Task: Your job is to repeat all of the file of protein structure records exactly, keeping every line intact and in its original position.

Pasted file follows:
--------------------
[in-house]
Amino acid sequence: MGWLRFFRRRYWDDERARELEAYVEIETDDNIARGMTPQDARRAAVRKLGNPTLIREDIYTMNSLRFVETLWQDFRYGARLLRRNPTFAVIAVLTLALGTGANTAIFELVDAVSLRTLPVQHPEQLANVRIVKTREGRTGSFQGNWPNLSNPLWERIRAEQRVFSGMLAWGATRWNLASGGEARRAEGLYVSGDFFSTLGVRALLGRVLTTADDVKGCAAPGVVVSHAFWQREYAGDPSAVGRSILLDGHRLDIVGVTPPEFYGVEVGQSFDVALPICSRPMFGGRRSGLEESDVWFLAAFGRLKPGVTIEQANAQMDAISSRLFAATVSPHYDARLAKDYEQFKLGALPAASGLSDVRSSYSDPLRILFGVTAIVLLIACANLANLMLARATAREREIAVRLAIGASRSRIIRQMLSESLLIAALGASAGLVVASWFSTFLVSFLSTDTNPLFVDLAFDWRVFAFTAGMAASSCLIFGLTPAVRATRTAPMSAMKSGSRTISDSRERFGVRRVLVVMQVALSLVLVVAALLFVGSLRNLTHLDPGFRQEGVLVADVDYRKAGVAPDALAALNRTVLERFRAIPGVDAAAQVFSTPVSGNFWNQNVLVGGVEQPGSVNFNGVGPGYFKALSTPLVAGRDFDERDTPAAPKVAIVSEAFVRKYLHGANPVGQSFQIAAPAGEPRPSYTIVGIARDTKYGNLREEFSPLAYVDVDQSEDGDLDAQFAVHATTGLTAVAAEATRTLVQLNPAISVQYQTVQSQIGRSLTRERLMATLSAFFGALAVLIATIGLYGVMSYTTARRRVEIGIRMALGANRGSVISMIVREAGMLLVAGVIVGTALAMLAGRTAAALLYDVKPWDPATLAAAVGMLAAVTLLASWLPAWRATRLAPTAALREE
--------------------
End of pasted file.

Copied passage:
[in-house]
Amino acid sequence: MGWLRFFRRRYWDDERARELEAYVEIETDDNIARGMTPQDARRAAVRKLGNPTLIREDIYTMNSLRFVETLWQDFRYGARLLRRNPTFAVIAVLTLALGTGANTAIFELVDAVSLRTLPVQHPEQLANVRIVKTREGRTGSFQGNWPNLSNPLWERIRAEQRVFSGMLAWGATRWNLASGGEARRAEGLYVSGDFFSTLGVRALLGRVLTTADDVKGCAAPGVVVSHAFWQREYAGDPSAVGRSILLDGHRLDIVGVTPPEFYGVEVGQSFDVALPICSRPMFGGRRSGLEESDVWFLAAFGRLKPGVTIEQANAQMDAISSRLFAATVSPHYDARLAKDYEQFKLGALPAASGLSDVRSSYSDPLRILFGVTAIVLLIACANLANLMLARATAREREIAVRLAIGASRSRIIRQMLSESLLIAALGASAGLVVASWFSTFLVSFLSTDTNPLFVDLAFDWRVFAFTAGMAASSCLIFGLTPAVRATRTAPMSAMKSGSRTISDSRERFGVRRVLVVMQVALSLVLVVAALLFVGSLRNLTHLDPGFRQEGVLVADVDYRKAGVAPDALAALNRTVLERFRAIPGVDAAAQVFSTPVSGNFWNQNVLVGGVEQPGSVNFNGVGPGYFKALSTPLVAGRDFDERDTPAAPKVAIVSEAFVRKYLHGANPVGQSFQIAAPAGEPRPSYTIVGIARDTKYGNLREEFSPLAYVDVDQSEDGDLDAQFAVHATTGLTAVAAEATRTLVQLNPAISVQYQTVQSQIGRSLTRERLMATLSAFFGALAVLIATIGLYGVMSYTTARRRVEIGIRMALGANRGSVISMIVREAGMLLVAGVIVGTALAMLAGRTAAALLYDVKPWDPATLAAAVGMLAAVTLLASWLPAWRATRLAPTAALREE